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Florida man charged with threatening to kill three Democratic lawmakers

Each of the voicemails to the members of Congress was filled with multiple obscenities and racial epithets.
Cory Booker, Rashida Tlaib, and Eric Swalwell.
Cory Booker, Rashida Tlaib, and Eric Swalwell.Getty Images, AP

A Florida man was charged Friday with threatening to kill three Democratic members of Congress, federal prosecutors said.

John Kless, 49, called the Washington offices of Sen. Cory Booker of New Jersey and Reps. Eric Swalwell of California and Rashida Tlaib of Michigan on Tuesday and left a series of menacing voicemails, prosecutors said.

Each of the voicemails was filled with multiple obscenities and racial epithets, according to court documents.

Kless first called Swalwell’s congressional office at 7 a.m. and railed against the congressman’s position on gun control, which he has made the centerpiece of his 2020 campaign, according to law enforcement officials.

“The day you come after our guns, motherf-----, is the day you'll be dead,” Kless said, according to court documents. “So if you want death, keep that s--- up, motherf-----.”

Nine minutes later, Kless called the offices of Rep. Rashida Tlaib, D-Mich., and left a profanity-laced voicemail filled with various slurs regarding her Muslim faith, prosecutors said.

“Cuz’ the day when the bell tolls, w----, and this country comes to a war, there will be no more threats. Your life will be on the f------ line,” Kless said, according to prosecutors.

The next call went to Booker’s office at 7:30 a.m., when Kless repeatedly called the senator the N-word and a “monkey.”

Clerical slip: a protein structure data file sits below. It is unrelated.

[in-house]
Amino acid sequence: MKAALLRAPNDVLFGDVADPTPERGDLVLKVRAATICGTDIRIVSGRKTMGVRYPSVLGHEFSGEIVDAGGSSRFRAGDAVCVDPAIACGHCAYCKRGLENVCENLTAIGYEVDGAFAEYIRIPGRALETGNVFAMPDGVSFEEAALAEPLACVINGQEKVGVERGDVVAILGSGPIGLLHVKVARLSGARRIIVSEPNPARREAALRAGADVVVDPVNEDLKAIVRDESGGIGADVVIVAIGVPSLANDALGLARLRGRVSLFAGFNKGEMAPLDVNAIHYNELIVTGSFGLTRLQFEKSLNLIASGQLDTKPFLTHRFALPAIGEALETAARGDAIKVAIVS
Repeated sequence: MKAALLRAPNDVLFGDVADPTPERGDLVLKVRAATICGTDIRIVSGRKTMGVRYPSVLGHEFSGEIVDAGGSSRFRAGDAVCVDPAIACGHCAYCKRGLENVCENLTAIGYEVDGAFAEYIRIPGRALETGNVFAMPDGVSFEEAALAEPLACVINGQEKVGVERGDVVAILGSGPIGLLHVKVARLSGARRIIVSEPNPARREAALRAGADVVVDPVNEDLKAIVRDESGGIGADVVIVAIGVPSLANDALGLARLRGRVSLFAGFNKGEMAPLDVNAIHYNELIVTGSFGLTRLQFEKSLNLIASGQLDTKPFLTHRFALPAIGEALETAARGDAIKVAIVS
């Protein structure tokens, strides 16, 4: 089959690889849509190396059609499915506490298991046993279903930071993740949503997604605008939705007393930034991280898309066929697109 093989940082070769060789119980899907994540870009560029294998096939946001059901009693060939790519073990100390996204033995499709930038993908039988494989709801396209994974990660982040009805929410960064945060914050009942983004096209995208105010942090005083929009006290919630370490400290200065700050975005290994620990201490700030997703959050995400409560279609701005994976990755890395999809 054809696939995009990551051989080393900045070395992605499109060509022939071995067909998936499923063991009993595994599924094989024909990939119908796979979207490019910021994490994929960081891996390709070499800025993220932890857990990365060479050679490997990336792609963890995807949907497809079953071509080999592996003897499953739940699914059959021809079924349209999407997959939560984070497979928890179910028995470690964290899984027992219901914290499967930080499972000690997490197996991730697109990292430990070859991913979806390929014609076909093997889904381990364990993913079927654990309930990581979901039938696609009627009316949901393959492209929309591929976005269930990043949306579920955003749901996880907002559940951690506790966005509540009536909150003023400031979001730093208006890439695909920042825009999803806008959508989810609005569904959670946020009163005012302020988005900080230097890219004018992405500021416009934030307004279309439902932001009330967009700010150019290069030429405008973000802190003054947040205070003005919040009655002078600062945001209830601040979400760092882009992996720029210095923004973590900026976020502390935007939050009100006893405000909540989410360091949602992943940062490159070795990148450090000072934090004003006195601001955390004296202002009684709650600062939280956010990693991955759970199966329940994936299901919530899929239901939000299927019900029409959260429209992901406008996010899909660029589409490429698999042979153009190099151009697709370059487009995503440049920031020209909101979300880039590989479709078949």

“We need to kill all you motherf------, man, every f------ one of you, man,” Kless told Booker, who is also a 2020 candidate.

In each call, Kless, a resident of Tamarac, Florida, referenced Rep. Illan Omar, D-Minn., but not by name. He used various Islamaphobic slurs, referring to the lawmaker in one instance as a “Taliban b----” and a “towel head" in another.

Omar, who is Muslim, has been the subject of multiple death threats, many of which have been aimed at her faith. She has come under fire for her comments regarding America's relationship with Israel, which drew bipartisan condemnation.

She also drew criticism from Republicans and President Donald Trump over her comments on 9/11, in which Omar spoke about how Muslim Americans were mistreated and their constitutional rights and freedoms were infringed on after the terrorist attacks. Within her remarks, Omar made a statement that her critics said were flippant about the attacks.

“Tell your Taliban friend to shut the f--- up about 9/11, this ain't Trump's fault ... it's all your people's fault,” Kless told Tlaib, according to court documents. “You know what, she's lucky she's just getting death threats ... so are you. Alright? You're lucky they're just threats.”

Both Tlaib and Omar are the first Muslim-American women to serve in the House of Representatives.

Kless was charged with interstate transmissions of threats, a federal crime that carries a maximum of five years in prison. He made an appearance Friday in federal court, where the case is being prosecuted by the U.S. attorney in the Southern District of Florida.

A lawyer for Kless could not be reached for comment.

In a tweet Friday, Swalwell thanked Capitol Police and local law enforcement.

"Thank you to the @CapitolPolice and Florida law enforcement for protecting my staff and constituents," he tweeted.

A spokesman for Booker declined to comment.

A representative for Tlaib did not immediately respond to a request for comment.

Prosecutors said that investigators used open source searches of the number Kless called from and found that its carrier was T-Mobile and that it was associated with Kless.

Investigators then contacted the phone carrier the same day the calls were made to locate Kless because Tlaib had an appearance in Florida the following week and took the threats seriously, according to court documents. T-Mobile handed over Kless’ address, call and location records and provided investigators with "continuous location updates," or celltower pings, to track the phone that made the calls.

Law enforcement officials had also discovered that Kless made threatening calls to House Speaker Nancy Pelosi in February concerning Congress “taking away his guns, abortion, illegal immigration, and Muslims in Congress,” according to the criminal complaint. It does not appear any charges arose from that call.